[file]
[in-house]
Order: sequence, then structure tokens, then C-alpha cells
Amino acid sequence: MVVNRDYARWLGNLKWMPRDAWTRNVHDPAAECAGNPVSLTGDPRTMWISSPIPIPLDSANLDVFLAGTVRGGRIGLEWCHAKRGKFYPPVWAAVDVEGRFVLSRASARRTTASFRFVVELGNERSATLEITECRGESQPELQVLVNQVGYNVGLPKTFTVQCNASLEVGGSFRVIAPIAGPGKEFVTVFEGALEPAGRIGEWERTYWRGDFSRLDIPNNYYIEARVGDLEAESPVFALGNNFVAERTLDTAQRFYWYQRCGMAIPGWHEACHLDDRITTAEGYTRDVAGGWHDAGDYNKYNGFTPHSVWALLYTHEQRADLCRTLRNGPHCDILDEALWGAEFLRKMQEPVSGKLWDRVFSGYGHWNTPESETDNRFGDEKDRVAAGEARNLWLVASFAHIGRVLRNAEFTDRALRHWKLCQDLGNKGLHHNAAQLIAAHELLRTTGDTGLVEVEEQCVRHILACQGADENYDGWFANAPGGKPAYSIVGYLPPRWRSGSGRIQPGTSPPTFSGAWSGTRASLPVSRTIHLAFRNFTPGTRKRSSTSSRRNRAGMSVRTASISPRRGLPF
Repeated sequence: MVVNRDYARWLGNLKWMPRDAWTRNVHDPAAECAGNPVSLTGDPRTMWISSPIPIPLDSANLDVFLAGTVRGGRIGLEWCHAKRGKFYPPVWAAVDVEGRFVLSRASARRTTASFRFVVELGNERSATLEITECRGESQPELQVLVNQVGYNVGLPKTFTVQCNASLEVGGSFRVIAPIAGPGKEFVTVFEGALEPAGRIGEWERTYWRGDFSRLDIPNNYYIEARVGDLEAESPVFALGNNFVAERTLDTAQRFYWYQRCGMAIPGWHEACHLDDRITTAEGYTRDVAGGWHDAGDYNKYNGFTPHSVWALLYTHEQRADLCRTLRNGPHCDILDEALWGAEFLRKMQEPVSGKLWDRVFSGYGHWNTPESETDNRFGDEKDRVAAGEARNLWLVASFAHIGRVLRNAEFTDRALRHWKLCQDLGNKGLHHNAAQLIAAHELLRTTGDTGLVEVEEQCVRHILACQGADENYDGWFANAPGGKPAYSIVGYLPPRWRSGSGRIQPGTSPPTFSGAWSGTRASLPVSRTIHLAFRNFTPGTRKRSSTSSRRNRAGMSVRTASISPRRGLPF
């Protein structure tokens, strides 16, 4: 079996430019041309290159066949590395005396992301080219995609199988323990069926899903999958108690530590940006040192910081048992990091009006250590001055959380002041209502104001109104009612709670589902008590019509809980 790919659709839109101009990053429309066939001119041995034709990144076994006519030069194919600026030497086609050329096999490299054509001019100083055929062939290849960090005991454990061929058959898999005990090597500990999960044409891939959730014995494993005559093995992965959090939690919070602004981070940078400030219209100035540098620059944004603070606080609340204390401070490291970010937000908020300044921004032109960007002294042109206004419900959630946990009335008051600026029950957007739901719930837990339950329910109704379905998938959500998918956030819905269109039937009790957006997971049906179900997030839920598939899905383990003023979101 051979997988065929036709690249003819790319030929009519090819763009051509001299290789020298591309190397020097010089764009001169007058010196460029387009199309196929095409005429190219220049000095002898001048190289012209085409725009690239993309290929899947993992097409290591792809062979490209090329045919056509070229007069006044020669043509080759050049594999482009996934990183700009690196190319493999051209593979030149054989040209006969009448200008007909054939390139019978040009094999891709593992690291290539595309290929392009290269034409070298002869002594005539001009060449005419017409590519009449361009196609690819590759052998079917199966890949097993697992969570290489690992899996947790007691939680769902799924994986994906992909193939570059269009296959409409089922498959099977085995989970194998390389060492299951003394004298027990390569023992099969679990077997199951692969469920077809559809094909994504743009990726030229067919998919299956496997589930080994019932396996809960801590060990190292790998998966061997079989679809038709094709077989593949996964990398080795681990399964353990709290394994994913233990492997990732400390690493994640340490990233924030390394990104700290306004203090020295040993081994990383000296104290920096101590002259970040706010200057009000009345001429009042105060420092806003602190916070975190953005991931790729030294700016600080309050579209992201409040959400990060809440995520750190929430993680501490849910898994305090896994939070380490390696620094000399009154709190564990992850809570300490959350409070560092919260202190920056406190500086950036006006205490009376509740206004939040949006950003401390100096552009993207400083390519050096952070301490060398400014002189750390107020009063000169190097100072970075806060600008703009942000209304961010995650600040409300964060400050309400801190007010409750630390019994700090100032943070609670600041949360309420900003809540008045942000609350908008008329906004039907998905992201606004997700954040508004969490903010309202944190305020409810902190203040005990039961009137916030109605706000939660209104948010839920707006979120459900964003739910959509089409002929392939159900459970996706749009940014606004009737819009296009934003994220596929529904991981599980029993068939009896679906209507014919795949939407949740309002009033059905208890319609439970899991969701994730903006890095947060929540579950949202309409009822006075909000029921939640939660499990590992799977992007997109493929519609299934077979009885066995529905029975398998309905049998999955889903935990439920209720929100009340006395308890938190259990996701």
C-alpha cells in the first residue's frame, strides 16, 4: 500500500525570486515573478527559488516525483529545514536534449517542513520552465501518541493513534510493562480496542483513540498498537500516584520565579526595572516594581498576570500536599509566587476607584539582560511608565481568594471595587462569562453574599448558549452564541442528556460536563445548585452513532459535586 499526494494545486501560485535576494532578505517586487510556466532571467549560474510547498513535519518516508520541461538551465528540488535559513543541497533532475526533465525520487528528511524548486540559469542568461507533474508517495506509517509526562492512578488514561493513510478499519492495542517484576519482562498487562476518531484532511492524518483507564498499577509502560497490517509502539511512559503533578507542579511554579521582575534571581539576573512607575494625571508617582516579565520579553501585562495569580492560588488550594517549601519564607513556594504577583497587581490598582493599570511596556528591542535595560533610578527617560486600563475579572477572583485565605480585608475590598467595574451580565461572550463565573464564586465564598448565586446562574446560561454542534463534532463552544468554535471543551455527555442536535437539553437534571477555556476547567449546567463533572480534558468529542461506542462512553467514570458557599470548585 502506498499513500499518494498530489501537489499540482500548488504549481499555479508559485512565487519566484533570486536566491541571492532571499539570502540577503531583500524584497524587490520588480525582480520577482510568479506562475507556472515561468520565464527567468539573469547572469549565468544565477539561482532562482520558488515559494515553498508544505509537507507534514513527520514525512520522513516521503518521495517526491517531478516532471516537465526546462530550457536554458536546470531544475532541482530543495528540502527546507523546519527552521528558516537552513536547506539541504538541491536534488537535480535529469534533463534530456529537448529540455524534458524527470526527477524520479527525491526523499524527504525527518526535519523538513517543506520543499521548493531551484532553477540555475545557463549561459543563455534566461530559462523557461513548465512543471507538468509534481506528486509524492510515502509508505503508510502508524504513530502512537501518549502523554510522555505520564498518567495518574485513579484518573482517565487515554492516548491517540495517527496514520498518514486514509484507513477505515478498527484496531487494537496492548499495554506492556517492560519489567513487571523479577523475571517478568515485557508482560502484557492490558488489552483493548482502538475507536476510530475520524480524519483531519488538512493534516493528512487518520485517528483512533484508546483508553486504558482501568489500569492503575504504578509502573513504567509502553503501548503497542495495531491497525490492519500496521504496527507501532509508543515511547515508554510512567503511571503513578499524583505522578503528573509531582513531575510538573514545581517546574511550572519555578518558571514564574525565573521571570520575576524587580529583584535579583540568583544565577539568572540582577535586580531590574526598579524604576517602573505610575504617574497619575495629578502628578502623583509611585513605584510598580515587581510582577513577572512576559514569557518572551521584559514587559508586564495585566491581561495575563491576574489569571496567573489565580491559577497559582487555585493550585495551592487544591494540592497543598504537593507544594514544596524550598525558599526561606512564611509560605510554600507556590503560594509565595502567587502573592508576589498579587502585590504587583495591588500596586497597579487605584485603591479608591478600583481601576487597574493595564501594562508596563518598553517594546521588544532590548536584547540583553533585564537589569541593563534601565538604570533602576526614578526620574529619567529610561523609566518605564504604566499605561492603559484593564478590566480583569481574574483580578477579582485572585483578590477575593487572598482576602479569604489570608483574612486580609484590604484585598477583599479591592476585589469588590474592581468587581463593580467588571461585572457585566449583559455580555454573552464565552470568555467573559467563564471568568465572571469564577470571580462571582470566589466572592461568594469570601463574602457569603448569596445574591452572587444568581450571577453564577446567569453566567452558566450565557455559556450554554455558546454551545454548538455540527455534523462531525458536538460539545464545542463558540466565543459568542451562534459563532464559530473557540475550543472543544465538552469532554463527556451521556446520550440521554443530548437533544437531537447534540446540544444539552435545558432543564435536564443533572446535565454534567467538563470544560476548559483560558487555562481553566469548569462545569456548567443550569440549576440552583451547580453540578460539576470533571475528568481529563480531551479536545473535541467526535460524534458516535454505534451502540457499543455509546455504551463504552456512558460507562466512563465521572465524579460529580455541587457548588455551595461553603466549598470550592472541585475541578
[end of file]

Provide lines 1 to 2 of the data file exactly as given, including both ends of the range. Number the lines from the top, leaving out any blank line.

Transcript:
[in-house]
Order: sequence, then structure tokens, then C-alpha cells